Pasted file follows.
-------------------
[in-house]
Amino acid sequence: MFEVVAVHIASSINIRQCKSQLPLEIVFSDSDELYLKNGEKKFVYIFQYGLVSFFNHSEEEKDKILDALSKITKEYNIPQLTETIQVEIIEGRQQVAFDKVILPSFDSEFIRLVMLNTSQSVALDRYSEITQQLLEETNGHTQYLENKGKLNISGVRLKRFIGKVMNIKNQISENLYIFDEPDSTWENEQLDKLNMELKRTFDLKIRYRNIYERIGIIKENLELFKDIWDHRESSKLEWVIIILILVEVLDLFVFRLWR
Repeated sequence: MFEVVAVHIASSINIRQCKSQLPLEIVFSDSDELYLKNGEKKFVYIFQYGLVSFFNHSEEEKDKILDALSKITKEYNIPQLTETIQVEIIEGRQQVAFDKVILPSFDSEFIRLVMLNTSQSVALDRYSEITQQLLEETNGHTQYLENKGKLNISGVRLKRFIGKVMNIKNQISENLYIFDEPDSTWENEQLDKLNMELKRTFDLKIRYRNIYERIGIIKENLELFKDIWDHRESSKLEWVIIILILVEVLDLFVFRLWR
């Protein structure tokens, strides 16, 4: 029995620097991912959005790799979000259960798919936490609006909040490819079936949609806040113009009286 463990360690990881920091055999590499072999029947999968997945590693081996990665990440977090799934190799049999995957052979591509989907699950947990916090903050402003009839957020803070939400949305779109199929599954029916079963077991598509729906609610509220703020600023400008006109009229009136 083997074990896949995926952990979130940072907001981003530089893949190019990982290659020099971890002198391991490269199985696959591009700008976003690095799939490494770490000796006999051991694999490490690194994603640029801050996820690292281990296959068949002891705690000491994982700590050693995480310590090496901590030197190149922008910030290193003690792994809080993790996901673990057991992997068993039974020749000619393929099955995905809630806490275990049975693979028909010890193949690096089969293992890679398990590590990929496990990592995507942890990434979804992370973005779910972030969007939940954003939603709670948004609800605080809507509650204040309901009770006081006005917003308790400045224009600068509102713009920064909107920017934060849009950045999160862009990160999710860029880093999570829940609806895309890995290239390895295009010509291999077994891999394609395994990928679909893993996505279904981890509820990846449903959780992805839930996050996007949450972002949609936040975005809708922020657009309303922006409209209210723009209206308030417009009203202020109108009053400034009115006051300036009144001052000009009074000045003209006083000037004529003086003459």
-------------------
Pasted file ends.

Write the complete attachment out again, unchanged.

[in-house]
Amino acid sequence: MFEVVAVHIASSINIRQCKSQLPLEIVFSDSDELYLKNGEKKFVYIFQYGLVSFFNHSEEEKDKILDALSKITKEYNIPQLTETIQVEIIEGRQQVAFDKVILPSFDSEFIRLVMLNTSQSVALDRYSEITQQLLEETNGHTQYLENKGKLNISGVRLKRFIGKVMNIKNQISENLYIFDEPDSTWENEQLDKLNMELKRTFDLKIRYRNIYERIGIIKENLELFKDIWDHRESSKLEWVIIILILVEVLDLFVFRLWR
Repeated sequence: MFEVVAVHIASSINIRQCKSQLPLEIVFSDSDELYLKNGEKKFVYIFQYGLVSFFNHSEEEKDKILDALSKITKEYNIPQLTETIQVEIIEGRQQVAFDKVILPSFDSEFIRLVMLNTSQSVALDRYSEITQQLLEETNGHTQYLENKGKLNISGVRLKRFIGKVMNIKNQISENLYIFDEPDSTWENEQLDKLNMELKRTFDLKIRYRNIYERIGIIKENLELFKDIWDHRESSKLEWVIIILILVEVLDLFVFRLWR
């Protein structure tokens, strides 16, 4: 029995620097991912959005790799979000259960798919936490609006909040490819079936949609806040113009009286 463990360690990881920091055999590499072999029947999968997945590693081996990665990440977090799934190799049999995957052979591509989907699950947990916090903050402003009839957020803070939400949305779109199929599954029916079963077991598509729906609610509220703020600023400008006109009229009136 083997074990896949995926952990979130940072907001981003530089893949190019990982290659020099971890002198391991490269199985696959591009700008976003690095799939490494770490000796006999051991694999490490690194994603640029801050996820690292281990296959068949002891705690000491994982700590050693995480310590090496901590030197190149922008910030290193003690792994809080993790996901673990057991992997068993039974020749000619393929099955995905809630806490275990049975693979028909010890193949690096089969293992890679398990590590990929496990990592995507942890990434979804992370973005779910972030969007939940954003939603709670948004609800605080809507509650204040309901009770006081006005917003308790400045224009600068509102713009920064909107920017934060849009950045999160862009990160999710860029880093999570829940609806895309890995290239390895295009010509291999077994891999394609395994990928679909893993996505279904981890509820990846449903959780992805839930996050996007949450972002949609936040975005809708922020657009309303922006409209209210723009209206308030417009009203202020109108009053400034009115006051300036009144001052000009009074000045003209006083000037004529003086003459």